"You mean ... oh ... oh!" shouted the queen. At last, the queen started to feel tiny bubbles of hope dancing in her belly; any sign from the Blue Bird was a good one. "Ohhhhhhhhh! I remember the day the Blue Bird appeared, and my darling princess disappeared! Could it be? Can today be the day that we will see our princess again?" The queen jumped from her bed. "This is indeed big news! I can't go back to sleep now. Oh, my dear." The queen clapped her hands. "But ..." She stopped and looked around, as if trying to find something that wasn't there. Then she asked, "What are we to do now?"
"You better go ahead and get ready." King Pily smiled widely. "I'm in need of Lotus."
"Yes, dear." The queen pulled the bell and ran to her dressing room.
Now alone in his chamber and not knowing what to do with himself, King Pily paced the room back and forth. The room was dark and gloomy; only a dim light came from the dying firebrand in the fireplace.
Just then, Lootie the parlor maid, who was once Princess Dilly's nanny, knocked gently on the door and entered the room. Princess Dilly was just three months old when she disappeared, but upon the queen's insistence, Lootie still remained the chambermaid. She came every morning to stoke the fire and light the sconces before the king and queen awoke. But this morning was different; Lootie could feel the tension in the air.
Ohhhhh ... of course! She remembered. Today marked the fifteen years since Princess Dilly disappeared. Or, Lootie thought, since she escaped.
Lootie found King Pily lost in thought and decided it was best not to disturb him. Instead, she began to go about her daily duties. She pulled a long candle from a deep pocket in her apron and walked to the fireplace. She managed to light the candle from the dying ashes and then began lighting the sconces spread throughout the room. Looking around, she wondered why the queen was not in her bed.
The seven black wrought-iron sconces spread around the room were now giving off a bright light. There wasn't much furniture in the king's chamber besides the wooden, purple canapé bed that stood on top of a small but heavy, dark purple carpet. The rest of the floor was a dark wood. A small dressing table sat to the right of the bed, and large tapestries covered the cold, stony walls. On the west side of the room, in front of the tapestries, there stood a large credenza made from light wood.
At the end of the room, to the south, there stood four tall, narrow windows. The farthest window on the left was actually a disguised door that led to the king and queen's dressing room. All of the windows, including the door to the dressing room, were covered with drapes in an old shade of yellow that had once seen better days.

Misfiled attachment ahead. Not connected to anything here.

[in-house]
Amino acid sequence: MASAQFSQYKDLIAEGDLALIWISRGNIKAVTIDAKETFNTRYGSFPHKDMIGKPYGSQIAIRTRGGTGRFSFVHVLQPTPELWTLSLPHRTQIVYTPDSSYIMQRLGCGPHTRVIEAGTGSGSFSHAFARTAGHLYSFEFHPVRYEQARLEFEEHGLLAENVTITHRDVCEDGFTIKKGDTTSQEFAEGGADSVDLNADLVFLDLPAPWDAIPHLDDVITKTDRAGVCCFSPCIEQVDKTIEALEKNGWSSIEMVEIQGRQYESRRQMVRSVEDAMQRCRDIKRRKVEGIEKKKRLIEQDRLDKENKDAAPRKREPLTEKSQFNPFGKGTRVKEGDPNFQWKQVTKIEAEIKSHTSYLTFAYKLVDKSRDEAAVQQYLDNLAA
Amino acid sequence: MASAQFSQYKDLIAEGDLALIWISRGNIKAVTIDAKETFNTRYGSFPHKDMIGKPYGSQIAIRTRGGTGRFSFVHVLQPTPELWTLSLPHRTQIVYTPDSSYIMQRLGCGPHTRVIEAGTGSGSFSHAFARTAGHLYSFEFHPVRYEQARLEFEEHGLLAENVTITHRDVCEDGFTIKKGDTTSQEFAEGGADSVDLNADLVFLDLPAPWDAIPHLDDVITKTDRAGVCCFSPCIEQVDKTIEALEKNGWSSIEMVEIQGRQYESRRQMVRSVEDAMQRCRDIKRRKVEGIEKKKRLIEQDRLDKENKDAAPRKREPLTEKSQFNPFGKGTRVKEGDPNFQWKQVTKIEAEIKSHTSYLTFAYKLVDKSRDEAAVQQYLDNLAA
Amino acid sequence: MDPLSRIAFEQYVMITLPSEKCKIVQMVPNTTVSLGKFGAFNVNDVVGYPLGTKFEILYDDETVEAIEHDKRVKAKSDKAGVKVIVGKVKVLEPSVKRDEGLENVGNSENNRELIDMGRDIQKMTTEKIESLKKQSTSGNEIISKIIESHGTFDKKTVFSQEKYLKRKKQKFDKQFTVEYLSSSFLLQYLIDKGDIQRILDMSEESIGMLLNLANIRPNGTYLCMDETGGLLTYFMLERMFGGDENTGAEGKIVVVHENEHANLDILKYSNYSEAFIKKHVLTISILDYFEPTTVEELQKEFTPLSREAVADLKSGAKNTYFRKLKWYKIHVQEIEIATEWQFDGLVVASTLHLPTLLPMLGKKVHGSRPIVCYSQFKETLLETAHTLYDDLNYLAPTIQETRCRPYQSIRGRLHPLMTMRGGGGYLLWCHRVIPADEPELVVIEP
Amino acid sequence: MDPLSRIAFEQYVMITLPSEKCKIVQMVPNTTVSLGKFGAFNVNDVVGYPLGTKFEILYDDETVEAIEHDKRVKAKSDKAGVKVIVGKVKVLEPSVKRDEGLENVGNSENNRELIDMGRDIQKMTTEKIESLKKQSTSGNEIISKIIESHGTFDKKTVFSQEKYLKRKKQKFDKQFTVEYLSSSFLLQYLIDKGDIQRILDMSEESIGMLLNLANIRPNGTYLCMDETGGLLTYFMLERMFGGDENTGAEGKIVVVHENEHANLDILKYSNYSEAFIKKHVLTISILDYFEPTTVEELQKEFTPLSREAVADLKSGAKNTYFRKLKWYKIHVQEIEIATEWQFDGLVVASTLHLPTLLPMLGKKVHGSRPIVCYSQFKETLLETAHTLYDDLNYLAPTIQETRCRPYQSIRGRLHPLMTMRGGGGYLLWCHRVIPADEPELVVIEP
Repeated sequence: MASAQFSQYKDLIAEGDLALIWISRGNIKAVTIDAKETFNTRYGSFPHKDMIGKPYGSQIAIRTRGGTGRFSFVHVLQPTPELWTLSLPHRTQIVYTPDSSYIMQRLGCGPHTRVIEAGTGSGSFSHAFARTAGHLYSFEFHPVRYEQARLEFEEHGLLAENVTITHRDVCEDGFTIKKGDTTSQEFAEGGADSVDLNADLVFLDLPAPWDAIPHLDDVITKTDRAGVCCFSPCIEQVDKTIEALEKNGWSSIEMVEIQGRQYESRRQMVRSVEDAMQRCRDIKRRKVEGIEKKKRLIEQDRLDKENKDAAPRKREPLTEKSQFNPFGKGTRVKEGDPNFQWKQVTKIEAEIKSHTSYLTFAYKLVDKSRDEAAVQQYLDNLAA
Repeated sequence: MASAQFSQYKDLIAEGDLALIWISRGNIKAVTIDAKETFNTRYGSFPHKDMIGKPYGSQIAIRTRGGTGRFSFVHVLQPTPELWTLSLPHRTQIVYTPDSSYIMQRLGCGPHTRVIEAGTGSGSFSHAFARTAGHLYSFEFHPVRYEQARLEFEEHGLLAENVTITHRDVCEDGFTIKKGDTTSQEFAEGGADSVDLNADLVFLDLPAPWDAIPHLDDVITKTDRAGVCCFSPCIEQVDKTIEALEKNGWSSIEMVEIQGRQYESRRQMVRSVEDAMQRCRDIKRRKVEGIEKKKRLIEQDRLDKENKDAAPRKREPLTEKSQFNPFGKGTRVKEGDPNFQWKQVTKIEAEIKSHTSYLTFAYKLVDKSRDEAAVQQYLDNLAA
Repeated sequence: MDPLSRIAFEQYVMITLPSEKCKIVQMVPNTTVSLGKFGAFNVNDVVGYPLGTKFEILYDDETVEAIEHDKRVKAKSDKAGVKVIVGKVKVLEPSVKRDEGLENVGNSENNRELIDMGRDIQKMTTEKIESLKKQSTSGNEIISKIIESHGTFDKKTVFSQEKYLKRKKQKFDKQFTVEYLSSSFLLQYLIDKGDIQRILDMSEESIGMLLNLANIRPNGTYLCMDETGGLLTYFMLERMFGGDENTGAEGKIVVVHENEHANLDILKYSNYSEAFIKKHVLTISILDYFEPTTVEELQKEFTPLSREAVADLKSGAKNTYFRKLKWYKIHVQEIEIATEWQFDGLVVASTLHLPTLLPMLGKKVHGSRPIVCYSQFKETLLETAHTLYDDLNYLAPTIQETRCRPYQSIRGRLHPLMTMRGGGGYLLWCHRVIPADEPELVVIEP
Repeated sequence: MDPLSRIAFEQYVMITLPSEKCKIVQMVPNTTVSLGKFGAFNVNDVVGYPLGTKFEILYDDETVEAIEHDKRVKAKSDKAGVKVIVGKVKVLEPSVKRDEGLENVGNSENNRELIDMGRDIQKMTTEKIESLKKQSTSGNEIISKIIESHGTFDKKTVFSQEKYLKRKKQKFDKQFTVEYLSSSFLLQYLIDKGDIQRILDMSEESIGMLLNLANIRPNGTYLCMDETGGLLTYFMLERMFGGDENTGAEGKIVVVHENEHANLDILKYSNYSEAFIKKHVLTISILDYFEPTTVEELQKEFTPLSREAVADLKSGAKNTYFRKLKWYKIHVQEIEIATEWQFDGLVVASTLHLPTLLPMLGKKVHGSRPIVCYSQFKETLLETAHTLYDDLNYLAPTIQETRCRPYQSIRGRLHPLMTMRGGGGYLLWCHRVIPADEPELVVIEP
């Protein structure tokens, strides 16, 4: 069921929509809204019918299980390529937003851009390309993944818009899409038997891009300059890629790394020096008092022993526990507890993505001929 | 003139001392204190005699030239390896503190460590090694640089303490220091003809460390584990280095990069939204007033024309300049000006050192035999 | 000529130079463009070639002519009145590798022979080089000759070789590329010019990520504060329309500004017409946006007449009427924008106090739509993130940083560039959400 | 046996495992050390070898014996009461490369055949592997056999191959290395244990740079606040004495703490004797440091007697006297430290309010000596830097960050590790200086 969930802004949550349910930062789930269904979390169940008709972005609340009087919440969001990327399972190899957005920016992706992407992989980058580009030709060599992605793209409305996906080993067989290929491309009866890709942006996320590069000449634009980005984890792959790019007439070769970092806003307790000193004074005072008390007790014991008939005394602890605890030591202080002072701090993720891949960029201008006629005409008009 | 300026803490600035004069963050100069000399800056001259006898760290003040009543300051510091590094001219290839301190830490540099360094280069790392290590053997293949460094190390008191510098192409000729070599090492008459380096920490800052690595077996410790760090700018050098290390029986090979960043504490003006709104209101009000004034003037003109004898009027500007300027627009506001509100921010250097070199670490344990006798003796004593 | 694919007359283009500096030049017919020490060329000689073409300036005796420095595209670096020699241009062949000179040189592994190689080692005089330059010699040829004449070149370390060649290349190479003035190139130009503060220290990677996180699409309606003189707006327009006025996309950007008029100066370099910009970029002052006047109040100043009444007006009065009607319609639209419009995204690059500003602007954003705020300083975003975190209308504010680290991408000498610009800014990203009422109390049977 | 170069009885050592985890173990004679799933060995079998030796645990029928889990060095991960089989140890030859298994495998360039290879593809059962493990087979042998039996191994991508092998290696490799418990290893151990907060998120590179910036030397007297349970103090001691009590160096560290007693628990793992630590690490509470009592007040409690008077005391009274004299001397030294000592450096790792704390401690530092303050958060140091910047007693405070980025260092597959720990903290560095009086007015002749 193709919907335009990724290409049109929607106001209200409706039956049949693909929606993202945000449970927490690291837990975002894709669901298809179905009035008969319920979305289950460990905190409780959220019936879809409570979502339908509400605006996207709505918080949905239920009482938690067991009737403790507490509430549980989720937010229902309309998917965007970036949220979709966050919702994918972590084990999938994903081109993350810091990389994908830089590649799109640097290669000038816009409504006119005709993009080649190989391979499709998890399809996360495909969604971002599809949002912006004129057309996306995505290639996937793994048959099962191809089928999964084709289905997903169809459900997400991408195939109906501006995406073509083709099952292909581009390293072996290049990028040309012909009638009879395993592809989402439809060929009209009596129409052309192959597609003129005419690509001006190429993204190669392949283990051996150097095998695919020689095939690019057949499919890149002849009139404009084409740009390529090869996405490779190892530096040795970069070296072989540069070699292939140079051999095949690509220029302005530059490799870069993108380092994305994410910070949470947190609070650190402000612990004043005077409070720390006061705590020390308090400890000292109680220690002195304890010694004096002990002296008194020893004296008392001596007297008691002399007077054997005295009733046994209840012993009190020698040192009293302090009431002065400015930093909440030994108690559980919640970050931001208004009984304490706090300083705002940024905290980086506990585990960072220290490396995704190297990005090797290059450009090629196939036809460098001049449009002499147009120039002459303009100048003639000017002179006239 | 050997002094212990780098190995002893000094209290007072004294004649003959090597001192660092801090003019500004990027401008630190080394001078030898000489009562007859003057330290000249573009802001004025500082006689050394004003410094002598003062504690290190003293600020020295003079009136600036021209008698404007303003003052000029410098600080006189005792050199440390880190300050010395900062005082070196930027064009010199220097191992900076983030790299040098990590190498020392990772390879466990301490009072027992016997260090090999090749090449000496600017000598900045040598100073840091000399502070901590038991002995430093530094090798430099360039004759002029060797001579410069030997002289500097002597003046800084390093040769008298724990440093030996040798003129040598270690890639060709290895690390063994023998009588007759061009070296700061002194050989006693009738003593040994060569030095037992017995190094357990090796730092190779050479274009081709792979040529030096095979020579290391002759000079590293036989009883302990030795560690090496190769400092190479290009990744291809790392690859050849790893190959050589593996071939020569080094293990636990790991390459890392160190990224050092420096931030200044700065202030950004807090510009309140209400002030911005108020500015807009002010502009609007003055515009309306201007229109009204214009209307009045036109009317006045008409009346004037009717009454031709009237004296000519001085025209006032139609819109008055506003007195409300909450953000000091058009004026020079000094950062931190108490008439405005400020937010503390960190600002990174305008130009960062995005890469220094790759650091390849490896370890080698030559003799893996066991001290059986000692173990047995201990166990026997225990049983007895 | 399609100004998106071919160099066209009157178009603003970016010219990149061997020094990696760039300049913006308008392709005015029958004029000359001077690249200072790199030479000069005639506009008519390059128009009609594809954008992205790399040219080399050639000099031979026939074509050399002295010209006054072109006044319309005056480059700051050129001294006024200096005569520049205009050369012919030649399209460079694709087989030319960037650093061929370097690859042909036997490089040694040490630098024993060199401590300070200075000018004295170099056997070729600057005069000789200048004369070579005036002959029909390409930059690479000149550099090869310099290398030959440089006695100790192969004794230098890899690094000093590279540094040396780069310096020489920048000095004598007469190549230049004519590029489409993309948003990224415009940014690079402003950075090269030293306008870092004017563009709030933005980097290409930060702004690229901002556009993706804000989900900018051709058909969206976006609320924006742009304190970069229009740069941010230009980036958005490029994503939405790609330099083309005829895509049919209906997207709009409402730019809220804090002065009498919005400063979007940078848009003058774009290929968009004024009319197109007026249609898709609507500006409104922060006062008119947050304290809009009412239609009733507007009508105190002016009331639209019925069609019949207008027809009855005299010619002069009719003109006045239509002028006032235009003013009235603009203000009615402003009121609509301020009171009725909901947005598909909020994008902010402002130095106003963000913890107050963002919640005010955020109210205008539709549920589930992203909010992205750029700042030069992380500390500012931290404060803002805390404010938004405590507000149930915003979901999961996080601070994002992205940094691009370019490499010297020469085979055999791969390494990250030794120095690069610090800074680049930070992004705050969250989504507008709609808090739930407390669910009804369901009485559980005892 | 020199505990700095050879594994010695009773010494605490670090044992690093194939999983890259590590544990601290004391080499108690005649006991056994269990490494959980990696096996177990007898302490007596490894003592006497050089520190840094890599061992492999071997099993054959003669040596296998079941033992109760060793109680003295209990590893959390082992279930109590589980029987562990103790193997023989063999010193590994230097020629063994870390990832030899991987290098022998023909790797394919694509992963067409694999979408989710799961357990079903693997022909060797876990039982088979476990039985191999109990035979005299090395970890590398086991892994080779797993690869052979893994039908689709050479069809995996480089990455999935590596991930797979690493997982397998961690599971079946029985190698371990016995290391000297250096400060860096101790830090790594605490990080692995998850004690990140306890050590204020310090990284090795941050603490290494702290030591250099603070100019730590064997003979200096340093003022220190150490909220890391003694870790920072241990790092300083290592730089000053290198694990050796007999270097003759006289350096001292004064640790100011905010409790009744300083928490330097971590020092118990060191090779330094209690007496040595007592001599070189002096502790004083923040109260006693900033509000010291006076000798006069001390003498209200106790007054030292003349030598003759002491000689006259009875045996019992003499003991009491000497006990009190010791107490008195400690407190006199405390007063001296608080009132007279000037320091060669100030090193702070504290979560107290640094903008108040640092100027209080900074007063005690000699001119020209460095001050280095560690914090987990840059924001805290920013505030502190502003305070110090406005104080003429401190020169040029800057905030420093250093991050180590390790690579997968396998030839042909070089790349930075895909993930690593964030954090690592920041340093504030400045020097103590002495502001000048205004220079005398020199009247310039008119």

Now Lootie moved to the huge fireplace. There, from inside a small shelf carved into the left side of the fireplace, she took out a few new logs and added them to the fire. Then she pumped the bellows to bring the fire alive. When she was done, she pulled out from her pocket a white cloth and wiped her long fingers. Then she turned to the king.
"Anything else, Your Majesty?" she asked.
"Oh?" replied the king in a deep voice. "Oh? Yes ... Please, open the drapes."
Lootie opened her eyes wide in surprise. The king's request made her even more curious. Those hanging drapes were never open, not since the princess disappeared and the night shadows cast over the city. She walked toward the windows and slowly opened the heavy drapes. All of the tiny glass squares in the windows were covered in frost. For a few moments, Lootie and King Pily just stood there gazing at the frozen windows. Lootie felt a shiver.
"Anything else, Your Highness?"
The king didn't budge, for his thoughts were far away from the room. "Oh? Yes ... Lotus, call Lotus. And please hurry!"
Lootie bowed and left the room quickly.
King Pily waited for the door to close. Then, he approached the tall windows. With his right coat sleeve, he wiped the foggy glass squares. It was so dark outside, he could not see anything.
"Ohhhhh," the king sighed. The air from his mouth fogged up the frosted window in front of him. He still could not forget the sweet fragrance the wind once carried from the meadows every day to his room. Beautiful butterfly daffodils had once formed a fantastic sight in front of the Tanglewood Forest. The flowers were tall and creamy white with salmon pink crowns and thick stems. They would bloom all year long, and for some reason, the squirrels and deer would never touch them. How much King Pily tried to hold onto those sweet memories.
The Kingdom of Pily had once surpassed all other kingdoms in the amount of visitors and wanderers who would trickle in every day to see the land. There in the town square, the townsfolk would gather among the traveling visitors that came from every corner of the earth. How much King Pily loved the crowds, the sounds of the bustling markets, and all the excitement. Those were fine times indeed.
And now, the small village lay there at the foot of the mountain like a silent graveyard. The naked trees were mean looking, standing there like monsters, bearing down at the townsfolk who wouldn't even poke their noses outside their windows.
As the king continued to lean against the window, his breath fogged up the glass even more. He wiped the glass, squinting hard to catch a glimpse of the frozen Blue Bird, but to no avail. Poor Blue Bird, thought Pily. She couldn't break away from the shadows.
The king then wondered why the Blue Bird came to him. Who was she? Where did she come from? Was she trying to unveil the truth? He wondered if there was anything he could do now to help the Blue Bird and bring her out of her trance.
"I wish I could do something ... Only the Blue Bird knows ... only the Blue Bird," the king mumbled to himself.